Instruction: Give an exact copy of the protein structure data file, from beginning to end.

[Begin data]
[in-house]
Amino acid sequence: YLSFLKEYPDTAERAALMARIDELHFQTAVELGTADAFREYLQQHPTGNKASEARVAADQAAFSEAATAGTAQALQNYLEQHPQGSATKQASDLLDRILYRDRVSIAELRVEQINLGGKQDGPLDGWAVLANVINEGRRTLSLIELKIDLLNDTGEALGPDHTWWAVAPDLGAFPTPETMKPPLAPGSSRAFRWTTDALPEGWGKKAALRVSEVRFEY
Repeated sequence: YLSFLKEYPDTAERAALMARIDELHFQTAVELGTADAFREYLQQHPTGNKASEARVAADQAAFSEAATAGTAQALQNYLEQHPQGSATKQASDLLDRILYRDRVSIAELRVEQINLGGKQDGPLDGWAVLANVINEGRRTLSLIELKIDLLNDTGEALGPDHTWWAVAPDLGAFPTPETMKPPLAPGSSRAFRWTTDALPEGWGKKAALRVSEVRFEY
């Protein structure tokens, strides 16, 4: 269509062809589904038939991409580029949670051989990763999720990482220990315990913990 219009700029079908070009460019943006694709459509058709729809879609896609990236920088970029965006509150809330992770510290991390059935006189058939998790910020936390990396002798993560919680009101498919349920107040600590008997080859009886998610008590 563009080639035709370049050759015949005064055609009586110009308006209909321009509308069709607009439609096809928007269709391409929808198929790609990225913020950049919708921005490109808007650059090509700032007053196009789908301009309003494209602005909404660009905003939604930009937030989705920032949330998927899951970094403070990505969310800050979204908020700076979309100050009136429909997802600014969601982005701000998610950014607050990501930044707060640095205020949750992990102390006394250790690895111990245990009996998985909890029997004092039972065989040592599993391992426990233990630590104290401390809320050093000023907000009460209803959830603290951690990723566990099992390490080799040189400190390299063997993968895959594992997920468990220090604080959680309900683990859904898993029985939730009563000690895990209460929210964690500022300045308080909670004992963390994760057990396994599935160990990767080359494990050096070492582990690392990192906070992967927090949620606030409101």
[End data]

[in-house]
Amino acid sequence: YLSFLKEYPDTAERAALMARIDELHFQTAVELGTADAFREYLQQHPTGNKASEARVAADQAAFSEAATAGTAQALQNYLEQHPQGSATKQASDLLDRILYRDRVSIAELRVEQINLGGKQDGPLDGWAVLANVINEGRRTLSLIELKIDLLNDTGEALGPDHTWWAVAPDLGAFPTPETMKPPLAPGSSRAFRWTTDALPEGWGKKAALRVSEVRFEY
Repeated sequence: YLSFLKEYPDTAERAALMARIDELHFQTAVELGTADAFREYLQQHPTGNKASEARVAADQAAFSEAATAGTAQALQNYLEQHPQGSATKQASDLLDRILYRDRVSIAELRVEQINLGGKQDGPLDGWAVLANVINEGRRTLSLIELKIDLLNDTGEALGPDHTWWAVAPDLGAFPTPETMKPPLAPGSSRAFRWTTDALPEGWGKKAALRVSEVRFEY
């Protein structure tokens, strides 16, 4: 269509062809589904038939991409580029949670051989990763999720990482220990315990913990 219009700029079908070009460019943006694709459509058709729809879609896609990236920088970029965006509150809330992770510290991390059935006189058939998790910020936390990396002798993560919680009101498919349920107040600590008997080859009886998610008590 563009080639035709370049050759015949005064055609009586110009308006209909321009509308069709607009439609096809928007269709391409929808198929790609990225913020950049919708921005490109808007650059090509700032007053196009789908301009309003494209602005909404660009905003939604930009937030989705920032949330998927899951970094403070990505969310800050979204908020700076979309100050009136429909997802600014969601982005701000998610950014607050990501930044707060640095205020949750992990102390006394250790690895111990245990009996998985909890029997004092039972065989040592599993391992426990233990630590104290401390809320050093000023907000009460209803959830603290951690990723566990099992390490080799040189400190390299063997993968895959594992997920468990220090604080959680309900683990859904898993029985939730009563000690895990209460929210964690500022300045308080909670004992963390994760057990396994599935160990990767080359494990050096070492582990690392990192906070992967927090949620606030409101």